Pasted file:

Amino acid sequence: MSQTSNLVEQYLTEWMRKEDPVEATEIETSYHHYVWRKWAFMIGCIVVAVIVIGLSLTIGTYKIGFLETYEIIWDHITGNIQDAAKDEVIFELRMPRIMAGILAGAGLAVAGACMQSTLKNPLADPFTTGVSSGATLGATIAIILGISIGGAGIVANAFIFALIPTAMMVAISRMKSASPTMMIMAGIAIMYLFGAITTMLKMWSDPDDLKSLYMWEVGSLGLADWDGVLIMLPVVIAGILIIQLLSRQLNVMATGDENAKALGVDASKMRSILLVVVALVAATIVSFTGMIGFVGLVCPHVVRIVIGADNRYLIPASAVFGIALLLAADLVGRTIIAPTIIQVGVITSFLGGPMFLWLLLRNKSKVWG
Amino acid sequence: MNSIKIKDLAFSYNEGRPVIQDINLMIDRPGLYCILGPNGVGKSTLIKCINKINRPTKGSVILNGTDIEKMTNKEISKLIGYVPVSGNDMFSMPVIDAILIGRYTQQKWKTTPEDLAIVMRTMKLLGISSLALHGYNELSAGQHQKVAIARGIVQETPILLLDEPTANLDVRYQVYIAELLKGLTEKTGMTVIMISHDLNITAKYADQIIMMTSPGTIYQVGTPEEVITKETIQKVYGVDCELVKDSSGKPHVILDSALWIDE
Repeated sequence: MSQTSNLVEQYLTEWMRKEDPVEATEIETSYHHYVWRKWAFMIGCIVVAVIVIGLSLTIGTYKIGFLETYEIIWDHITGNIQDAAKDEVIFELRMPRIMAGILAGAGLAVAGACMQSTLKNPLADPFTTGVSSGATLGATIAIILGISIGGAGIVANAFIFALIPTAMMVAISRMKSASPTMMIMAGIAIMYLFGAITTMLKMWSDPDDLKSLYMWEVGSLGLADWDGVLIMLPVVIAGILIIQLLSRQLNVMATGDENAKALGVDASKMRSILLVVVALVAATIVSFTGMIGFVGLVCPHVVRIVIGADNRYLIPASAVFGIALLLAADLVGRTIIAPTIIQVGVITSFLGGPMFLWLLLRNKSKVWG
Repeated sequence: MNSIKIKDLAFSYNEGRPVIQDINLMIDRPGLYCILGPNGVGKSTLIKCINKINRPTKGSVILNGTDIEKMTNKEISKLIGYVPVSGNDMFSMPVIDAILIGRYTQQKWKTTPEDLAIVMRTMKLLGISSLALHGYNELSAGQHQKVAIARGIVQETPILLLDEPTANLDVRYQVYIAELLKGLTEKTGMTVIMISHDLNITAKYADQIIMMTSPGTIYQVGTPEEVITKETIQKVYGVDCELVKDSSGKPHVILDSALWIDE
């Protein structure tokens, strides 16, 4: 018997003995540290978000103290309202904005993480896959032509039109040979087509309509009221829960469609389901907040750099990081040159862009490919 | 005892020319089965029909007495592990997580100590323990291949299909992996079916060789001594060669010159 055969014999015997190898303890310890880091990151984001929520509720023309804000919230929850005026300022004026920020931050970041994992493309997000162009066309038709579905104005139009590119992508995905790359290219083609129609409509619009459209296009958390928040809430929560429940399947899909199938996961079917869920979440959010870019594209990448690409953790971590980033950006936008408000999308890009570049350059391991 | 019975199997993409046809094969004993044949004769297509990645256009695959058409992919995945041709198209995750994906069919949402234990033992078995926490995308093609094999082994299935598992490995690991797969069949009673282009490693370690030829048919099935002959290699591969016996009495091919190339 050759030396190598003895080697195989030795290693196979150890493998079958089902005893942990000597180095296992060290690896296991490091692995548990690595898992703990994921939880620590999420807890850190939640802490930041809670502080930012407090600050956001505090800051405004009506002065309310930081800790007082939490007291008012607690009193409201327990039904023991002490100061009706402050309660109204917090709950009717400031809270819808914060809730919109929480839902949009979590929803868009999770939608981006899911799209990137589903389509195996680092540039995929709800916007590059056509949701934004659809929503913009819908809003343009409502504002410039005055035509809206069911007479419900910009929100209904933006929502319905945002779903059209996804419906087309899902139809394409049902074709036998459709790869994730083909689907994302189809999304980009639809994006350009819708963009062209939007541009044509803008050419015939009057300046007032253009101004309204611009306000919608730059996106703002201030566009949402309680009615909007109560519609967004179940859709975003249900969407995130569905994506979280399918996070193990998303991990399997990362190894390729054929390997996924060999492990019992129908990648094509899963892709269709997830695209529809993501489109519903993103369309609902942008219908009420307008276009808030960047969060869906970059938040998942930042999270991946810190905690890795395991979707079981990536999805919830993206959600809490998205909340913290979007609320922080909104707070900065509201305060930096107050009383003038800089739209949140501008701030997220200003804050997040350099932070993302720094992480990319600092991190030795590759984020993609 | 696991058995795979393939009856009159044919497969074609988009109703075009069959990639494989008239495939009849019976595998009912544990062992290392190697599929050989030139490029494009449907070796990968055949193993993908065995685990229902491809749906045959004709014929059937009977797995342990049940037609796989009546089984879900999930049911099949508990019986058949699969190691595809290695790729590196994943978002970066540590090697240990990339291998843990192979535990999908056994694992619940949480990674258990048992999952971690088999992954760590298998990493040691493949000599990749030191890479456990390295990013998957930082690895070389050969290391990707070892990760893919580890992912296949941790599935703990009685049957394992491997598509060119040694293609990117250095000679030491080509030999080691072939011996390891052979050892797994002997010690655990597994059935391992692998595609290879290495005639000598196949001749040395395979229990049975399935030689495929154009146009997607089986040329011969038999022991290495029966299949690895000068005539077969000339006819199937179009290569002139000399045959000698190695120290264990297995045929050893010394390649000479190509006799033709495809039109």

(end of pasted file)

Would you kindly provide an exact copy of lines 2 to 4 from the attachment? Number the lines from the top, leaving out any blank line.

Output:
Amino acid sequence: MNSIKIKDLAFSYNEGRPVIQDINLMIDRPGLYCILGPNGVGKSTLIKCINKINRPTKGSVILNGTDIEKMTNKEISKLIGYVPVSGNDMFSMPVIDAILIGRYTQQKWKTTPEDLAIVMRTMKLLGISSLALHGYNELSAGQHQKVAIARGIVQETPILLLDEPTANLDVRYQVYIAELLKGLTEKTGMTVIMISHDLNITAKYADQIIMMTSPGTIYQVGTPEEVITKETIQKVYGVDCELVKDSSGKPHVILDSALWIDE
Repeated sequence: MSQTSNLVEQYLTEWMRKEDPVEATEIETSYHHYVWRKWAFMIGCIVVAVIVIGLSLTIGTYKIGFLETYEIIWDHITGNIQDAAKDEVIFELRMPRIMAGILAGAGLAVAGACMQSTLKNPLADPFTTGVSSGATLGATIAIILGISIGGAGIVANAFIFALIPTAMMVAISRMKSASPTMMIMAGIAIMYLFGAITTMLKMWSDPDDLKSLYMWEVGSLGLADWDGVLIMLPVVIAGILIIQLLSRQLNVMATGDENAKALGVDASKMRSILLVVVALVAATIVSFTGMIGFVGLVCPHVVRIVIGADNRYLIPASAVFGIALLLAADLVGRTIIAPTIIQVGVITSFLGGPMFLWLLLRNKSKVWG
Repeated sequence: MNSIKIKDLAFSYNEGRPVIQDINLMIDRPGLYCILGPNGVGKSTLIKCINKINRPTKGSVILNGTDIEKMTNKEISKLIGYVPVSGNDMFSMPVIDAILIGRYTQQKWKTTPEDLAIVMRTMKLLGISSLALHGYNELSAGQHQKVAIARGIVQETPILLLDEPTANLDVRYQVYIAELLKGLTEKTGMTVIMISHDLNITAKYADQIIMMTSPGTIYQVGTPEEVITKETIQKVYGVDCELVKDSSGKPHVILDSALWIDE